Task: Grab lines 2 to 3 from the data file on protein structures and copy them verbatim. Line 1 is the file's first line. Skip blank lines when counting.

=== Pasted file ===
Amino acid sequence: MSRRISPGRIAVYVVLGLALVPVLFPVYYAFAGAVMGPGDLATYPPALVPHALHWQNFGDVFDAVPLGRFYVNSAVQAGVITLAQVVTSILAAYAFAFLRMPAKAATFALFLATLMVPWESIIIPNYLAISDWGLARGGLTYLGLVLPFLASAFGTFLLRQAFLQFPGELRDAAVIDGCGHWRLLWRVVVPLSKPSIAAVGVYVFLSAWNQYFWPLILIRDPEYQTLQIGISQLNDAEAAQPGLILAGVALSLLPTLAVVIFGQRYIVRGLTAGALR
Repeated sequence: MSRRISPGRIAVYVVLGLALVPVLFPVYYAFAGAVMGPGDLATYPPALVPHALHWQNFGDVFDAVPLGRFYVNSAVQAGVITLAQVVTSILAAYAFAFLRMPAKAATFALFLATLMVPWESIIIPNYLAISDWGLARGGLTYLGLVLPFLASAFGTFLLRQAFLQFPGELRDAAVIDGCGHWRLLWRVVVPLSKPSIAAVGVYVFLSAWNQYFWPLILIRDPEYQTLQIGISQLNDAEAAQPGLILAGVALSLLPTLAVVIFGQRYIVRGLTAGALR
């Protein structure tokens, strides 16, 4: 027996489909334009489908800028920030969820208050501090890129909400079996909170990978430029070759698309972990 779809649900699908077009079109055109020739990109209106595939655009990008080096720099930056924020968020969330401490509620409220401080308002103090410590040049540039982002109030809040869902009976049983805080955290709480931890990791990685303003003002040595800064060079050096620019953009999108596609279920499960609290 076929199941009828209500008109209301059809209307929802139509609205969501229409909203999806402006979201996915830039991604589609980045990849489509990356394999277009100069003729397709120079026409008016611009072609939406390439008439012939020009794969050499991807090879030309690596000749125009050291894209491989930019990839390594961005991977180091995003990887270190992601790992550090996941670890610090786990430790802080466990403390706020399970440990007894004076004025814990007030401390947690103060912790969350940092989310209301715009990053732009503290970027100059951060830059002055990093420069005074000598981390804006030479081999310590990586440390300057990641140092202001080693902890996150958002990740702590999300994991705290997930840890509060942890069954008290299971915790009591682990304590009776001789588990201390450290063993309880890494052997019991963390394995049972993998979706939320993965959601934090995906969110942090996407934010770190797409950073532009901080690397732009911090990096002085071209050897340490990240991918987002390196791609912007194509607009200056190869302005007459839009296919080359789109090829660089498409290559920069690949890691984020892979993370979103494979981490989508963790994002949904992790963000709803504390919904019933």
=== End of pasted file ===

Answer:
Repeated sequence: MSRRISPGRIAVYVVLGLALVPVLFPVYYAFAGAVMGPGDLATYPPALVPHALHWQNFGDVFDAVPLGRFYVNSAVQAGVITLAQVVTSILAAYAFAFLRMPAKAATFALFLATLMVPWESIIIPNYLAISDWGLARGGLTYLGLVLPFLASAFGTFLLRQAFLQFPGELRDAAVIDGCGHWRLLWRVVVPLSKPSIAAVGVYVFLSAWNQYFWPLILIRDPEYQTLQIGISQLNDAEAAQPGLILAGVALSLLPTLAVVIFGQRYIVRGLTAGALR
């Protein structure tokens, strides 16, 4: 027996489909334009489908800028920030969820208050501090890129909400079996909170990978430029070759698309972990 779809649900699908077009079109055109020739990109209106595939655009990008080096720099930056924020968020969330401490509620409220401080308002103090410590040049540039982002109030809040869902009976049983805080955290709480931890990791990685303003003002040595800064060079050096620019953009999108596609279920499960609290 076929199941009828209500008109209301059809209307929802139509609205969501229409909203999806402006979201996915830039991604589609980045990849489509990356394999277009100069003729397709120079026409008016611009072609939406390439008439012939020009794969050499991807090879030309690596000749125009050291894209491989930019990839390594961005991977180091995003990887270190992601790992550090996941670890610090786990430790802080466990403390706020399970440990007894004076004025814990007030401390947690103060912790969350940092989310209301715009990053732009503290970027100059951060830059002055990093420069005074000598981390804006030479081999310590990586440390300057990641140092202001080693902890996150958002990740702590999300994991705290997930840890509060942890069954008290299971915790009591682990304590009776001789588990201390450290063993309880890494052997019991963390394995049972993998979706939320993965959601934090995906969110942090996407934010770190797409950073532009901080690397732009911090990096002085071209050897340490990240991918987002390196791609912007194509607009200056190869302005007459839009296919080359789109090829660089498409290559920069690949890691984020892979993370979103494979981490989508963790994002949904992790963000709803504390919904019933």